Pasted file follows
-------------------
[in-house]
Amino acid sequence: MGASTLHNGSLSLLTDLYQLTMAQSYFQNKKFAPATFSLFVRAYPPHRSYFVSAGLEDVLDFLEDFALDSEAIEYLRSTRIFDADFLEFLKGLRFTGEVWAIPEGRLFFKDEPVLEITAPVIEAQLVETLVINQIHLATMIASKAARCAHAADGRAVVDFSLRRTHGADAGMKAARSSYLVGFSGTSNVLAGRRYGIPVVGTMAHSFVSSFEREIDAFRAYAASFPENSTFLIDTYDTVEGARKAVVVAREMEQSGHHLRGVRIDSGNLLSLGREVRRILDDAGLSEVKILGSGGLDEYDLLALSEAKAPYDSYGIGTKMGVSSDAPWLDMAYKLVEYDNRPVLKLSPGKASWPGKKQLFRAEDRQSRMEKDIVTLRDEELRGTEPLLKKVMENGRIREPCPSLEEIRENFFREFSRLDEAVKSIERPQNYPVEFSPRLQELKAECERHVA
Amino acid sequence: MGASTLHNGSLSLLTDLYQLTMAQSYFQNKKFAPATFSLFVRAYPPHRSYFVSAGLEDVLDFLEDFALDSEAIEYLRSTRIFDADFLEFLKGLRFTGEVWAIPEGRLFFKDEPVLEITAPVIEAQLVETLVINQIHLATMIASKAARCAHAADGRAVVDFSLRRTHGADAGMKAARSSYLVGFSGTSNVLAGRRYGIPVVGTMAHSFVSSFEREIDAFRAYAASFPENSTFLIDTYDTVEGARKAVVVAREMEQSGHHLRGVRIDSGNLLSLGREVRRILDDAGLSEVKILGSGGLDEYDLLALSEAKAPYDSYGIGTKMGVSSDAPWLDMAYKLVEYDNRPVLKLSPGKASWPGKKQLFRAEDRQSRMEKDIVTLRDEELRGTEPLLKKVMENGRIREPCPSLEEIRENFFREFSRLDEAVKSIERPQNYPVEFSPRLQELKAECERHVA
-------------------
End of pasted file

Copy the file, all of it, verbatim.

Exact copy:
[in-house]
Amino acid sequence: MGASTLHNGSLSLLTDLYQLTMAQSYFQNKKFAPATFSLFVRAYPPHRSYFVSAGLEDVLDFLEDFALDSEAIEYLRSTRIFDADFLEFLKGLRFTGEVWAIPEGRLFFKDEPVLEITAPVIEAQLVETLVINQIHLATMIASKAARCAHAADGRAVVDFSLRRTHGADAGMKAARSSYLVGFSGTSNVLAGRRYGIPVVGTMAHSFVSSFEREIDAFRAYAASFPENSTFLIDTYDTVEGARKAVVVAREMEQSGHHLRGVRIDSGNLLSLGREVRRILDDAGLSEVKILGSGGLDEYDLLALSEAKAPYDSYGIGTKMGVSSDAPWLDMAYKLVEYDNRPVLKLSPGKASWPGKKQLFRAEDRQSRMEKDIVTLRDEELRGTEPLLKKVMENGRIREPCPSLEEIRENFFREFSRLDEAVKSIERPQNYPVEFSPRLQELKAECERHVA
Amino acid sequence: MGASTLHNGSLSLLTDLYQLTMAQSYFQNKKFAPATFSLFVRAYPPHRSYFVSAGLEDVLDFLEDFALDSEAIEYLRSTRIFDADFLEFLKGLRFTGEVWAIPEGRLFFKDEPVLEITAPVIEAQLVETLVINQIHLATMIASKAARCAHAADGRAVVDFSLRRTHGADAGMKAARSSYLVGFSGTSNVLAGRRYGIPVVGTMAHSFVSSFEREIDAFRAYAASFPENSTFLIDTYDTVEGARKAVVVAREMEQSGHHLRGVRIDSGNLLSLGREVRRILDDAGLSEVKILGSGGLDEYDLLALSEAKAPYDSYGIGTKMGVSSDAPWLDMAYKLVEYDNRPVLKLSPGKASWPGKKQLFRAEDRQSRMEKDIVTLRDEELRGTEPLLKKVMENGRIREPCPSLEEIRENFFREFSRLDEAVKSIERPQNYPVEFSPRLQELKAECERHVA